By Victoria Hall Smith
How often do we hear about organizations that start out small with a fairly narrow focus that, over time, morph to become much more, inviting greater participation and opportunities for residents to become more involved in their local communities? The Blue Mountain Snow Dusters Outdoor Recreation Club, which today includes walkers, hikers, bicyclists, horseback riders, cross country skiers, snowmobilers and even folks just looking to work for the greater good, is a Grantham version of just such a phenomenon.
The BMSD was founded in November of 1974 at the suggestion of the Grantham selectmen, hoping to promote good relations between the local snowmobile enthusiasts and the Eastman cross country skiers who were sharing some of the same trails. Grantham’s Ambassador to the World, Merle Schotanus, former Eastman owner and Board member, was the founding president, stewarding the group to incorporate as a not-for-profit in 1975. It was—and remains—the only club in New Hampshire with a dual charter as a snowmobile and cross country ski club. Every Sunday, members would take either a snowmobile ride or go for a ski and then meet up at the warming hut near Grantham Four Corners for a picnic. In the early ‘80s, as mountain bikes and ATV s started becoming popular, the club decided to expand membership to include bicyclists. Clearly, this was no longer a club for snowmobilers only, so in the mid-‘80s changed the name to include Outdoor Recreation Club.
It was at about this same time that Bob and Judy McCarthy bought their vacation home in Eastman and cross country skied when they could make it up to Grantham on winter weekends.
“We mainly skied on old logging roads and the Croydon Turnpike when we were coming up part time,” explains Judy, “and when we discovered the Snow Dusters were the ones maintaining the trails, we figured we should join and start doing our part. Except for a brief time when we were living outside of the United States, we’ve been members since 1988.”
The well-maintained trails were also the impetus for Andy Eastman to join about eight years ago.
“The Eastman Cross Country Ski Center does a good job grooming the cart paths and trails for the cross country skiers,” according to Andy, “but the trails maintained by the club are better protected by the dense forests, so they stay better, longer.” Andy, who has skied the Craftsbury,VT halfmarathon for nine years, especially enjoys the cross country trails on the other side of Grantham Mountain. “Those trails wouldn’t be possible without the Snow Dusters,” he adds.
The all-volunteer BMSD ORC spends a lot of time in the summer months removing bushes and tree saplings, maintaining over 65 miles of trails and all at no cost to tax payers. They are also responsible for the huts at the aforementioned Grantham Four Corners and the new one in the Reney Forest, just south of the Dunbar Free Library on Route 10. Volunteers built and continue to maintain them, keeping them stocked with firewood in the winter months.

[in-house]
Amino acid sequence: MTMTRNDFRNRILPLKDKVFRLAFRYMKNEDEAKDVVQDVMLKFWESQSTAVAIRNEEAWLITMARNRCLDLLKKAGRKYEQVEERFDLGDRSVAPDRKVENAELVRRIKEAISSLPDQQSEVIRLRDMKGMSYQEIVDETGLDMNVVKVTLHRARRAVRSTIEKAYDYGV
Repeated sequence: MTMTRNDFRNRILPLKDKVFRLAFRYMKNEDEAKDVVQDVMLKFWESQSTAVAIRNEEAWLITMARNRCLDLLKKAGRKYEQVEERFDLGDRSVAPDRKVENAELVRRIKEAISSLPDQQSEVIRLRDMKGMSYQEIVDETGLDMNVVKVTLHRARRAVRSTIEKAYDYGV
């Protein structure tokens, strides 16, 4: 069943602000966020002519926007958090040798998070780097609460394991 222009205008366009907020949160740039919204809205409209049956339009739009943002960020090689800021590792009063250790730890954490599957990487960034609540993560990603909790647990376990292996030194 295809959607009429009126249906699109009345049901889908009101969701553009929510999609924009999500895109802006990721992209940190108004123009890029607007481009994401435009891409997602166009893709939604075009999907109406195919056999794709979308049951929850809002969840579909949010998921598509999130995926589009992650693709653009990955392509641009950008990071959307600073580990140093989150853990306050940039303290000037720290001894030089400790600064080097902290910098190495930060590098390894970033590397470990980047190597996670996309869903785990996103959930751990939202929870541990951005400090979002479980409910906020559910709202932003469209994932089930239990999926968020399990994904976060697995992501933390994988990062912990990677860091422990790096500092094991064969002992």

Philanthropy is another major tenet of the club’s charter and a shared value among members. To that end, they were largely responsible in the mid ‘70s for reviving Grantham’s Old Home Day celebration, using the money raised from raffles and selling grilled lunches to fund trail maintenance and help local families in need. They also participate in the New Hampshire Snowmobile Association’s annual ride-in to support Easter Seals; last year, the 115 member clubs raised nearly $100, 000 over the three-day event.
That charitable fervor is what led them to create a bicycling team in 2009 to participate in the annual Prouty fundraiser for the Norris Cotton Cancer Center at Dartmouth-Hitchcock. Calling themselves the Grantham Mountaineers Division of the BMSD ORC, team members walked and biked around the Upper Valley, while others rowed on the Connecticut River.
Mary O’Rourke was co-captain of the team for the first two years, “and each year the team has grown. We organize a few fundraisers like yard and bake sales during the year to fund team T-shirts and support Prouty entry fees.” They also have social gatherings along with training rides and walks leading up to the July gala. For the 2011 Prouty, there were 36 Mountaineers, 17 from Eastman, and together they raised $16,000! Paula Keup, who has been a team member for two years, feared her unexpected houseguests would keep her from participating. Determined to keep her commitment, she was up that day shortly after first light, driving to Hanover and then walking her promised 15 kilometers hours before the gun went off to start the actual event.
Elaine Lascher, another walker, was new to the team last year but plans to do it again this year and continue as part of the BMSD ORC. “The club organized a hike in October up little Mt. Washington, which is up above Grantham Four Corners, and we had a great time,” she says. “We enjoyed it so much that we took some recent visitors on the same hike—there is a 180-degree view that includes Mt. Sunapee and Mt Kearsarge to the south and Mt. Cardigan and Mt. Cube to the north. We loved it!”
By the time you read this, the BMSD ORC and Mountaineers will be organizing and leading snowshoe hikes and cross country ski and snowmobile outings, not to mention starting to organize for the 2012 Prouty on July 14th. Susan Mattson and Merle Schotanus, co-captains of the team this year, encourage everyone to join the fun. Contact Susan at 863-0746 or by email at susancmattson at gmail.com or Merle at 863-2293 or by email at schot at comcast.net.